Fri, 05 Sep 2003

Local vilagers banned from approaching Mt. Lewotobi

Yemris Fointuna, The Jakarta Post, Kupang, East Nusa Tenggara

Mount Lewotobi in East Flores continued to spew ash, lava and other volcanic material on Thursday, forcing local authorities to increase warnings to prevent fatalities.

Local villagers have been banned from the volcano's slopes, said Stanis Tefa, secretary of the Natural Disaster Management and Refugee Coordination Board task force in the East Nusa Tenggara capital of Kupang.

He said an Alert One status was declared by the Volcanology and Geological Disaster Mitigation director at the Lewotobi monitoring post.

"The status was increased to Alert One after volcanic activity significantly increased over the last 48 hours," Tefa said.

Mount Lewotobi in Wulanggitan subdistrict first erupted on Sunday. Minor and major eruptions have been recorded since.

The ash and fireballs have destroyed hundreds of hectares of crops and have sparked forest fires, which have continued to spread out of control around the volcano.

Thousands of refugees evacuated from around the mountain have begun to suffer from respiratory problems and cholera.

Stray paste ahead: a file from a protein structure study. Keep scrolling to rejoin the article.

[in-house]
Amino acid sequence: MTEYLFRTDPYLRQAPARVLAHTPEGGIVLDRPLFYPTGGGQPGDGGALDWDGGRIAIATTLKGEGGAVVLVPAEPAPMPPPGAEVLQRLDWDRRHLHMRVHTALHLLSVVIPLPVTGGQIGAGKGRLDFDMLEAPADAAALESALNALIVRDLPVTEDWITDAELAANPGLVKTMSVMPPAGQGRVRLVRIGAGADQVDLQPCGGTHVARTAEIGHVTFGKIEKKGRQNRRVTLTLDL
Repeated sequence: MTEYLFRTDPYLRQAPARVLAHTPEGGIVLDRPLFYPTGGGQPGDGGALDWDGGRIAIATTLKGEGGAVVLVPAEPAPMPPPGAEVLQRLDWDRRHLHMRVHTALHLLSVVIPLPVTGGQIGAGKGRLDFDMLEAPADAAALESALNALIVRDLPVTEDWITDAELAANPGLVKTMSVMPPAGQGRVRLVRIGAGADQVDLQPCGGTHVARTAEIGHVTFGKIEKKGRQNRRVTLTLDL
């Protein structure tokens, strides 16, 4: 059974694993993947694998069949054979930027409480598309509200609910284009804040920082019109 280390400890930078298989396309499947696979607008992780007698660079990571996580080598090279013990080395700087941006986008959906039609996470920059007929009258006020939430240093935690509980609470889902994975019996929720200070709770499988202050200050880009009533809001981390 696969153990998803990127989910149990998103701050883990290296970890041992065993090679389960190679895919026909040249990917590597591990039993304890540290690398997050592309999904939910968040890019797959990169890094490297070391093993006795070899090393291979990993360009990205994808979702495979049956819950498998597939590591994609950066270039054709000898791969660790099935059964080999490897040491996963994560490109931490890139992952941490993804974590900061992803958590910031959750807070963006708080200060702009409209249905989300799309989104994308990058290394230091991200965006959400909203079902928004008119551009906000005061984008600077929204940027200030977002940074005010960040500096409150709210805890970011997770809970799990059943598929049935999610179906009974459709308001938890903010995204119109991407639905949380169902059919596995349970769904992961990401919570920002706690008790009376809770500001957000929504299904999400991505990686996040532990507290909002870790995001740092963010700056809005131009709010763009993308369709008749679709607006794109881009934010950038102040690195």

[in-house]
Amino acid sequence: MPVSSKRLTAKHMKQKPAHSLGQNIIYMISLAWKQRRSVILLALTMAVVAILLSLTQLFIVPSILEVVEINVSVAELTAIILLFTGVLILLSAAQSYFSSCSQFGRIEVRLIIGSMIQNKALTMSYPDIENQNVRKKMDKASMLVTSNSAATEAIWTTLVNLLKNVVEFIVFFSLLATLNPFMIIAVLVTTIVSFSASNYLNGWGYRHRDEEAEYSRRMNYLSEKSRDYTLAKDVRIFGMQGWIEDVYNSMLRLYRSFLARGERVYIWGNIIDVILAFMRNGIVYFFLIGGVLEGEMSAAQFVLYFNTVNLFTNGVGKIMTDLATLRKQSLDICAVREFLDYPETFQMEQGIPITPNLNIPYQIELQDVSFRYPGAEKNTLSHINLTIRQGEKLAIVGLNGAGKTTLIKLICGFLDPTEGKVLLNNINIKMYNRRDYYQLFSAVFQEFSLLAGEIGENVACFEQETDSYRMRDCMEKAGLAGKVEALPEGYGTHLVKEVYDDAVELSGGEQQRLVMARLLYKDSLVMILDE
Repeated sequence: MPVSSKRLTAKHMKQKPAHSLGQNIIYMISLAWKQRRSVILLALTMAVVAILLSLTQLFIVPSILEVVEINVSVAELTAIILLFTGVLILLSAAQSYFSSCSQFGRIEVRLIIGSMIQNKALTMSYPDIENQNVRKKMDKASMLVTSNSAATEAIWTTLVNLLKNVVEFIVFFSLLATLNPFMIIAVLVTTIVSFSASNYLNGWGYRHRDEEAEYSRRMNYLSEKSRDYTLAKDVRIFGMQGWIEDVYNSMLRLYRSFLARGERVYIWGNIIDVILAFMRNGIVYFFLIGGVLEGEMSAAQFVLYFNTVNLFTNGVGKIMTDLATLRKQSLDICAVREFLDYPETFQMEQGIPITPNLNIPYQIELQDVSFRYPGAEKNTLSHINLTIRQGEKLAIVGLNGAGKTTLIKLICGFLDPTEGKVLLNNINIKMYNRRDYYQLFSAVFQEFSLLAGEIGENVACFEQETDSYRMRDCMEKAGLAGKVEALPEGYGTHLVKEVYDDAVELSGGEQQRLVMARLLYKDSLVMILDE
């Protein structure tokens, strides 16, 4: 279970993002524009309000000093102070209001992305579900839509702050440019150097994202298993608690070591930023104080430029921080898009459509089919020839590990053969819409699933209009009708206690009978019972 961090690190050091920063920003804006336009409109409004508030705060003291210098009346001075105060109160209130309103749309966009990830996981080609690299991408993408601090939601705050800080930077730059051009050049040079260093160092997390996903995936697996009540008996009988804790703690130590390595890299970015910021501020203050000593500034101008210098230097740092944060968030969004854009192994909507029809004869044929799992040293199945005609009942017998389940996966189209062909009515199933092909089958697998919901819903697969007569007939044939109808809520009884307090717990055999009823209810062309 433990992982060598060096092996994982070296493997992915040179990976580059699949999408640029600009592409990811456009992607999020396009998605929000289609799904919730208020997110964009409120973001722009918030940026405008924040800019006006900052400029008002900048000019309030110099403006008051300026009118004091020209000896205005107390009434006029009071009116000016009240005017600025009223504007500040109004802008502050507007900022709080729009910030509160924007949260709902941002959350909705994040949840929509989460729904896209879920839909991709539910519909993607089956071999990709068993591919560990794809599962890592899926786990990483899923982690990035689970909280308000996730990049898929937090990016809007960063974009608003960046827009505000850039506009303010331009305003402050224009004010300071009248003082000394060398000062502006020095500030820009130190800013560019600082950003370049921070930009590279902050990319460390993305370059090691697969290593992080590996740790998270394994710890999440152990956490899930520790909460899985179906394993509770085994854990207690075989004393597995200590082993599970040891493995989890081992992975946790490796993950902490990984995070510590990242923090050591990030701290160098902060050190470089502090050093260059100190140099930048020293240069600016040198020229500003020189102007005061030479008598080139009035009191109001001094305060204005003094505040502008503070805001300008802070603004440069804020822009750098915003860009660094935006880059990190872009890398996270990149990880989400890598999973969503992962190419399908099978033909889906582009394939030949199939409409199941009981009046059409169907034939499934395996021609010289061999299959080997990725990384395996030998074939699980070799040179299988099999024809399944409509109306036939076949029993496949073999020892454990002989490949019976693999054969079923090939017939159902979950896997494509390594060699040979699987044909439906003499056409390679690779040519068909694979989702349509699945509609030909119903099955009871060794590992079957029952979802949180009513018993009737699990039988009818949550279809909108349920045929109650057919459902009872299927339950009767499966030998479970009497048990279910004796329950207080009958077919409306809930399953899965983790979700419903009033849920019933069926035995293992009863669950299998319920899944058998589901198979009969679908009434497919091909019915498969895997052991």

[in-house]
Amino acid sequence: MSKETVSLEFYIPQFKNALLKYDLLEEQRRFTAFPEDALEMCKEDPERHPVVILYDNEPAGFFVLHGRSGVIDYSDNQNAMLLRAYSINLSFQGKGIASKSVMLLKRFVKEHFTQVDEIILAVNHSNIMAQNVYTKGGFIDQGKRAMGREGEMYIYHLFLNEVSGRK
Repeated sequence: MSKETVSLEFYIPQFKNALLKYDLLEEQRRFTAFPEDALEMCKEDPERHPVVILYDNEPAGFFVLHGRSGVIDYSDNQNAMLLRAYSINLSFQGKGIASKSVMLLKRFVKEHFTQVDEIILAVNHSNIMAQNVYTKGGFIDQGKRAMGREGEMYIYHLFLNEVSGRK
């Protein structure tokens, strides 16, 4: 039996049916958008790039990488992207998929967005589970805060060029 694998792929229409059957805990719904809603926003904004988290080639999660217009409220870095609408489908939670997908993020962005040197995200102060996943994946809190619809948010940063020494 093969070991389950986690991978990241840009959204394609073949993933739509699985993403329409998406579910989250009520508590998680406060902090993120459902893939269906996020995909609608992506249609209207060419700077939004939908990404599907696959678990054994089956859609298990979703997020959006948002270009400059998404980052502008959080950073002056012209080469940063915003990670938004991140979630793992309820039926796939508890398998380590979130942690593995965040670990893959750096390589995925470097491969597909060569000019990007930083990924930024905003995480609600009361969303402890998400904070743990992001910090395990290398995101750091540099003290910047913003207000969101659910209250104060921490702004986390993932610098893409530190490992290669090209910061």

Tefa said many victims were suffering from acute respiratory tract infection (ARI) and cholera, as they were breathing white volcanic ash mixed with sulfur.

He said his office had provided around 3,000 masks and medical assistance to the refugees.

"The number of masks available there is still not enough, so the local health office is coordinating with related agencies to meet the high demand for more masks."

East Nusa Tenggara administration spokesman Johanis Kosapilawan said his office had asked rescue workers, police and military officers to be on full alert in anticipation of "extraordinary incidents" stemming from larger eruptions.

At least six villages that are home to more than 10,000 people have been affected by the volcanic activity. Many of the villagers have been plagued by ARI and cholera.

The worst-hit village is Hokeng Jaya, which has a population of around 2,300. The village is covered in volcanic ash measuring three to five-centimeters deep.

The villagers had also been forced to drink water contaminated with volcanic material, Tefa said.

Vegetables from the area could not be eaten because they were contaminated, while animals in the area had also suffered because of the contaminated vegetation.